She became Prime Minister when fellow Conservative, Prime Minister David Cameron agreed to resign. Cameron resigned because, frustrated with constant political pressure to withdraw from the European Union, he had agreed hold a national vote on whether to leave (Brexit). He also pledged to resign if Brexit won. Theresa May, understanding the financial ramifications of a British withdrawal from a 500 million person market, supported remaining. Trying to save her options, she supported remaining quietly. Thanks to concern about Muslim immigration from the Continent, and to “leave” hysteria promoted by the press, the voters by small margin opted to withdraw. So, in July, 2016, Cameron resigned, and Theresa May became Prime Minister.

In Britain, any woman of a certain age in British politics is going to be compared to Margaret Thatcher. If Margaret Thatcher was “not for turning,” Theresa May was. She became a public champion for withdrawal. May inherited a Conservative majority in the very large House of Commons. The opposition Labour Party and its far left Leader, Jeremy Corbyn, seemed in permanent disarray. Theresa May made the decision to call for a “snap” election to win a even larger Conservative majority. She could bargain with Brussels holding a British mandate.

She made a mistake. Getting elected to Parliament, Theresa May barely had to campaign in her small voting district (Maidenhead). Her skill was in using her imposing personality with small groups of equals. Suddenly, dealing with a much larger campaign, she became tongue tied. Her campaign consisted of garlands of cliché’s delivered to small picked audiences of Party members. In a way, Theresa May’s strong principles may have done her in. It is very difficult after a long political career based on principle to effectively campaign for a massive change one does not believe in. Theresa May knows that at best Britain is going to face huge handicaps as a result of that one disastrous Brexit vote. Rationalizing that she was the one to reduce the damage was not enough to free her tongue. Speaking only to those small groups of select voters was a way of hiding from the stress a more public advocacy.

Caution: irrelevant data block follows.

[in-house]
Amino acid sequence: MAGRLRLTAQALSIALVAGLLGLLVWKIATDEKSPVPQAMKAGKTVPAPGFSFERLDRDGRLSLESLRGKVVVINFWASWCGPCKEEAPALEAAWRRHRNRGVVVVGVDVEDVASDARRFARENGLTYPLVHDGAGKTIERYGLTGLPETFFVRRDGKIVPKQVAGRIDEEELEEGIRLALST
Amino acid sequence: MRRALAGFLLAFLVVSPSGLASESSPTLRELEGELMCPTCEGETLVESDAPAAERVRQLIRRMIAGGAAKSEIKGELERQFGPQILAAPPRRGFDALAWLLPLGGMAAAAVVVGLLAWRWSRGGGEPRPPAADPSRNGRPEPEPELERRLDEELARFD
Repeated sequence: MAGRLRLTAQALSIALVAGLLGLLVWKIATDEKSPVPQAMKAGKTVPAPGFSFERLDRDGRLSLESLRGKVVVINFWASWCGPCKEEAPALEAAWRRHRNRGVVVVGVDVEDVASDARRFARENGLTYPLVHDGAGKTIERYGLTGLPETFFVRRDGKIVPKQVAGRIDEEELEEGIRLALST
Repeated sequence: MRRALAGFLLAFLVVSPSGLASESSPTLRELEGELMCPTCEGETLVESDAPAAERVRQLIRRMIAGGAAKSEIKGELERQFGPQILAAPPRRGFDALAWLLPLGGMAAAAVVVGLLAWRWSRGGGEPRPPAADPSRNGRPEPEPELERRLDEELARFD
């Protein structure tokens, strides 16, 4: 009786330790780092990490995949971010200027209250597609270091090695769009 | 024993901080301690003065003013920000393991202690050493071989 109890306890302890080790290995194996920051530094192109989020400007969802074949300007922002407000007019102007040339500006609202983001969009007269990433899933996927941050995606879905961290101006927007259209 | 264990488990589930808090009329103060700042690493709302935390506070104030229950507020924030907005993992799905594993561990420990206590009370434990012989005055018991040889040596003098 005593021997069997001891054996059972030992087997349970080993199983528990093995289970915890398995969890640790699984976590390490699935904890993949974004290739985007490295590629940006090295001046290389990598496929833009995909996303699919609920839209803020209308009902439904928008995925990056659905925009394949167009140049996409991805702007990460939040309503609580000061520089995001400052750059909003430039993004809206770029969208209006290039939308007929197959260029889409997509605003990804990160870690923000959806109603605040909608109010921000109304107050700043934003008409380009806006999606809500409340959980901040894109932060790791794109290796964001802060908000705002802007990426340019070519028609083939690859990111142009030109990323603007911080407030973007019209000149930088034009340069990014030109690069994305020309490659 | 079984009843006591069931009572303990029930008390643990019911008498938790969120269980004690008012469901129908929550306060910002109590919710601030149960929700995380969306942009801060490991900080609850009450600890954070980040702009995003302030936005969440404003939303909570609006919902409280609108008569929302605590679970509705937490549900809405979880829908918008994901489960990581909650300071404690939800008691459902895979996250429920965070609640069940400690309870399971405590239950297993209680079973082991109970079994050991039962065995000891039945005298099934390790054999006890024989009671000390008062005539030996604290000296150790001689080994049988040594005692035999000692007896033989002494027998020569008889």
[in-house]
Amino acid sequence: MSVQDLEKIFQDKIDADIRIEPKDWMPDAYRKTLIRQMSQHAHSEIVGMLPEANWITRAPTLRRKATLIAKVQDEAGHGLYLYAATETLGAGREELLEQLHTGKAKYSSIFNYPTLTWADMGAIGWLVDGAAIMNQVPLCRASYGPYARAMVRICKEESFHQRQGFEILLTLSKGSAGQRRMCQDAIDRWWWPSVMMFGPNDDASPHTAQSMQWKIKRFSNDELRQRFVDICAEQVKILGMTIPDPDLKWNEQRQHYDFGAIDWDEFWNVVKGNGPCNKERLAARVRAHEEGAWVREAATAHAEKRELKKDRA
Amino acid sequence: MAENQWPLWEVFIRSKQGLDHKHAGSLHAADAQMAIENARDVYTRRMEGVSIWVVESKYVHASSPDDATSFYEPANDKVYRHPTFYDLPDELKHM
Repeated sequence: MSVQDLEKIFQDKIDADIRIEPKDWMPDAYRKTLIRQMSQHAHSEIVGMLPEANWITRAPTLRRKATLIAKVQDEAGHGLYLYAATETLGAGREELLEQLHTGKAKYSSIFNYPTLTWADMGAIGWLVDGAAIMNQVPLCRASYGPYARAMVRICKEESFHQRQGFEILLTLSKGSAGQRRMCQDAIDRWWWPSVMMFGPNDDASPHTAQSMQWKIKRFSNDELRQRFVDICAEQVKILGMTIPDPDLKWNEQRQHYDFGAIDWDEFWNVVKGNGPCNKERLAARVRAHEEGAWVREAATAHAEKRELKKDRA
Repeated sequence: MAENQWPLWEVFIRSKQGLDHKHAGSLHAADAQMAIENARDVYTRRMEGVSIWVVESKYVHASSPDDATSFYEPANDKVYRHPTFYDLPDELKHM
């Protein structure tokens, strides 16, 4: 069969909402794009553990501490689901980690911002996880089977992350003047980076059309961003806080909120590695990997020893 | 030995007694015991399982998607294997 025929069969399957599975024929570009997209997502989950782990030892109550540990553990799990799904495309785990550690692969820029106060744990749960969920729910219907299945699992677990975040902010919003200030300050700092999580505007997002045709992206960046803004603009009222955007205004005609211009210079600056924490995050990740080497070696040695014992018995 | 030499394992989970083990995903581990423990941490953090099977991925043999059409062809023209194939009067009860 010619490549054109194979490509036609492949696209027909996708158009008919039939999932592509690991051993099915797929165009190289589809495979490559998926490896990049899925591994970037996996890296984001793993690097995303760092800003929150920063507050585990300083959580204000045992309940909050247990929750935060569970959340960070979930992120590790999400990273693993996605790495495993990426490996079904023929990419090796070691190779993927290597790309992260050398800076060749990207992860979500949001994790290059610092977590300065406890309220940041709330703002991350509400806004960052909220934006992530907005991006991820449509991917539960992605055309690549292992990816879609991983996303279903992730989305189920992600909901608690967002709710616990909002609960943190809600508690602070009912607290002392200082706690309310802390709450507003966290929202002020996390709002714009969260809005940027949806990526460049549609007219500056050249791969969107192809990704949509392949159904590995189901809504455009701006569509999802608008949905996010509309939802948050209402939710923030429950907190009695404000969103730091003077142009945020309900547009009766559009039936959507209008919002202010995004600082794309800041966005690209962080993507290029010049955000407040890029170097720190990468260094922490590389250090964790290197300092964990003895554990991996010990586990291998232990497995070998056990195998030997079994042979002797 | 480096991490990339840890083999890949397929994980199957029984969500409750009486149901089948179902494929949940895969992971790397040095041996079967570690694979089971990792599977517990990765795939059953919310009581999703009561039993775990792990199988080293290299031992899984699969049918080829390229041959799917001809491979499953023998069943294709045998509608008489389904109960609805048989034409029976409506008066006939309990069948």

In the meantime Jeremy Corbyn suddenly came to life. The old champion of Fidel Castro and Hugo Chavez suddenly began to run a real campaign. He attracted young people (shades of Bernie Sanders in the U.S.). His campaign became in part a Children’s Crusade. The election that was going to bring the Conservatives a plurality of more than a hundred seats instead saw them lose thirteen seats and their majority. The strong hand that was going to reduce the damage from the perils of Brexit went limp.

Theresa May is still holding on to office. She is faced with the daunting task of negotiating with a European Union strengthened by Emmanuel Macron’s spectacular pro-European Union victory in France. May’s rivals may prefer to wait. Her hugely unpopular advisors have quit leaving her to fight on alone. Even if May can remain as Prime Minister the potential for a huge parliamentary majority that prompted her to call the election has vanished.

Donald Trump and Theresa May are almost polar opposites. He was trying to lose and he won. She was trying to win and she lost. Both are now facing challenges so severe that it is doubtful if they can complete their terms. Trump heads a government he knows very little about. His problems mostly grow out of his uninformed frenetic narcissism. He has worked his way into a legal labyrinth so complex that it will be very difficult for him to extricate himself and to survive in office. Theresa May after years of high level political experience knows her government well. She must now deal with a withdrawal from the European Union which she personally opposed. And, she must do that after a disastrous campaign which lost her majority. Donald Trump and Theresa May each managed to win their country’s highest office. Each through problems of their own making now face a political future that is truly grim!

H.J. Rishel




Hank Rishel

Retired political science professor of 40+ years. Educated at Olivet, UofM, MSU, Northwestern, & Harvard. Hoping to make politics a fun & exciting topic for all